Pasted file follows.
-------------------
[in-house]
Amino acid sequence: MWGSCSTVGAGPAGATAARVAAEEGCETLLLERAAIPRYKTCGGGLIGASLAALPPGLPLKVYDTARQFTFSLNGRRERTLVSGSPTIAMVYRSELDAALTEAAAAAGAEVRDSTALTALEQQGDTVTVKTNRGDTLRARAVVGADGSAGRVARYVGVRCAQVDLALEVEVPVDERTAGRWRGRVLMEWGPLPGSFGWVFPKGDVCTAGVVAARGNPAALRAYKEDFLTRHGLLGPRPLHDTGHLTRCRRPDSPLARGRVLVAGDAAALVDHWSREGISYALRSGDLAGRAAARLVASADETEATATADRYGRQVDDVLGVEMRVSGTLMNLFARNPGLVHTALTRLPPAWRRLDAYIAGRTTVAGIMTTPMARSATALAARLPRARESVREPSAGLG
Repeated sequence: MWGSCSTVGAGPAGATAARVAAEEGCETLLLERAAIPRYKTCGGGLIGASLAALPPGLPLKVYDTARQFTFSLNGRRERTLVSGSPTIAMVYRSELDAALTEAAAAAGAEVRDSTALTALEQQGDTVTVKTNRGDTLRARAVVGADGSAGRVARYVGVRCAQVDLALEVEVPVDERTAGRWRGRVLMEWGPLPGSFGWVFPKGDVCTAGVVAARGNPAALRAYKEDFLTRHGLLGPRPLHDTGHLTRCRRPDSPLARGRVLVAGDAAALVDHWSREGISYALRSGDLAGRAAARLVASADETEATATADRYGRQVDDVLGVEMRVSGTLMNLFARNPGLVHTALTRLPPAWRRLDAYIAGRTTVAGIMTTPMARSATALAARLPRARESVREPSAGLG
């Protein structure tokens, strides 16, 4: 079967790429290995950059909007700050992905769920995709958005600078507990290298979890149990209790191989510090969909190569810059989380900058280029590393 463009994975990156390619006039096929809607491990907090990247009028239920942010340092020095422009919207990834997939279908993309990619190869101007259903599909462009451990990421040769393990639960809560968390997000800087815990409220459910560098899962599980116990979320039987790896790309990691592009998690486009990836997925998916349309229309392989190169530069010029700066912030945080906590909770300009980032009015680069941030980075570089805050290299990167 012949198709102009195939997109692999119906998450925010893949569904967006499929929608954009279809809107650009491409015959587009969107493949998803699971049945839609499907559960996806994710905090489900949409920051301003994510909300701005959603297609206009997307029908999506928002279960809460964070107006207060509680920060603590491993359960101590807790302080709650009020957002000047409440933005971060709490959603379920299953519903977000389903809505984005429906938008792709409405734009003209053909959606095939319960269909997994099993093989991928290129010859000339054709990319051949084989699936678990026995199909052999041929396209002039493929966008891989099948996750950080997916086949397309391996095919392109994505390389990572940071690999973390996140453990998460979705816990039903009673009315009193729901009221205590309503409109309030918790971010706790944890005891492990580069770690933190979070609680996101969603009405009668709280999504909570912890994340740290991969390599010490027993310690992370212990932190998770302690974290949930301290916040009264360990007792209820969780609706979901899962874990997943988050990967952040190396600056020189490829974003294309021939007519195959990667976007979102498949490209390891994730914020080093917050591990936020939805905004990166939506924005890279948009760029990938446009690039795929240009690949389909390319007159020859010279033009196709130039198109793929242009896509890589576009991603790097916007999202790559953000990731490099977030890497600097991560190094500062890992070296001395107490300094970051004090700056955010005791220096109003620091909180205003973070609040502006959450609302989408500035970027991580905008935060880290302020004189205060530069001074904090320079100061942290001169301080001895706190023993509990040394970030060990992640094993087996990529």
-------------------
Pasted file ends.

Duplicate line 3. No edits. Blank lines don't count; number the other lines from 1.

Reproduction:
Repeated sequence: MWGSCSTVGAGPAGATAARVAAEEGCETLLLERAAIPRYKTCGGGLIGASLAALPPGLPLKVYDTARQFTFSLNGRRERTLVSGSPTIAMVYRSELDAALTEAAAAAGAEVRDSTALTALEQQGDTVTVKTNRGDTLRARAVVGADGSAGRVARYVGVRCAQVDLALEVEVPVDERTAGRWRGRVLMEWGPLPGSFGWVFPKGDVCTAGVVAARGNPAALRAYKEDFLTRHGLLGPRPLHDTGHLTRCRRPDSPLARGRVLVAGDAAALVDHWSREGISYALRSGDLAGRAAARLVASADETEATATADRYGRQVDDVLGVEMRVSGTLMNLFARNPGLVHTALTRLPPAWRRLDAYIAGRTTVAGIMTTPMARSATALAARLPRARESVREPSAGLG